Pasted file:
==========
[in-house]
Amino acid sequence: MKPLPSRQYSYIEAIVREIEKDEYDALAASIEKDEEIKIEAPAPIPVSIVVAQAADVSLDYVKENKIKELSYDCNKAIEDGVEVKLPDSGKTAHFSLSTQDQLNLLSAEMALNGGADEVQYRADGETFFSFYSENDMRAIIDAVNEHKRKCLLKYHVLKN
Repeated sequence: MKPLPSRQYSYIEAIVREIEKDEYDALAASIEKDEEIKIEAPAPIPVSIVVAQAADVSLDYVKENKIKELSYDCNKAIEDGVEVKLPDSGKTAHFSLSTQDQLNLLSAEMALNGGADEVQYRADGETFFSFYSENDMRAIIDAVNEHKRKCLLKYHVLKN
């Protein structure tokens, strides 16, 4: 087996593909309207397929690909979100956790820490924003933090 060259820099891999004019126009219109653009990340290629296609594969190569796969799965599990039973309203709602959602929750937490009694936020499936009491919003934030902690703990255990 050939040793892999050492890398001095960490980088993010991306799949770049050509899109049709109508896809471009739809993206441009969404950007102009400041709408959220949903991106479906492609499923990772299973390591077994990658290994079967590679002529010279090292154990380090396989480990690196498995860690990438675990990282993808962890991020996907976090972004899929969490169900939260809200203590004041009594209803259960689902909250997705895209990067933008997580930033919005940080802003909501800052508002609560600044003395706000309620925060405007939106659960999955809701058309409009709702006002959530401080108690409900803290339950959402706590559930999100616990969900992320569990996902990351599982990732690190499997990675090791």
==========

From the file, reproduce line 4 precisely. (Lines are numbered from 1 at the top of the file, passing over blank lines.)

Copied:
């Protein structure tokens, strides 16, 4: 087996593909309207397929690909979100956790820490924003933090 060259820099891999004019126009219109653009990340290629296609594969190569796969799965599990039973309203709602959602929750937490009694936020499936009491919003934030902690703990255990 050939040793892999050492890398001095960490980088993010991306799949770049050509899109049709109508896809471009739809993206441009969404950007102009400041709408959220949903991106479906492609499923990772299973390591077994990658290994079967590679002529010279090292154990380090396989480990690196498995860690990438675990990282993808962890991020996907976090972004899929969490169900939260809200203590004041009594209803259960689902909250997705895209990067933008997580930033919005940080802003909501800052508002609560600044003395706000309620925060405007939106659960999955809701058309409009709702006002959530401080108690409900803290339950959402706590559930999100616990969900992320569990996902990351599982990732690190499997990675090791």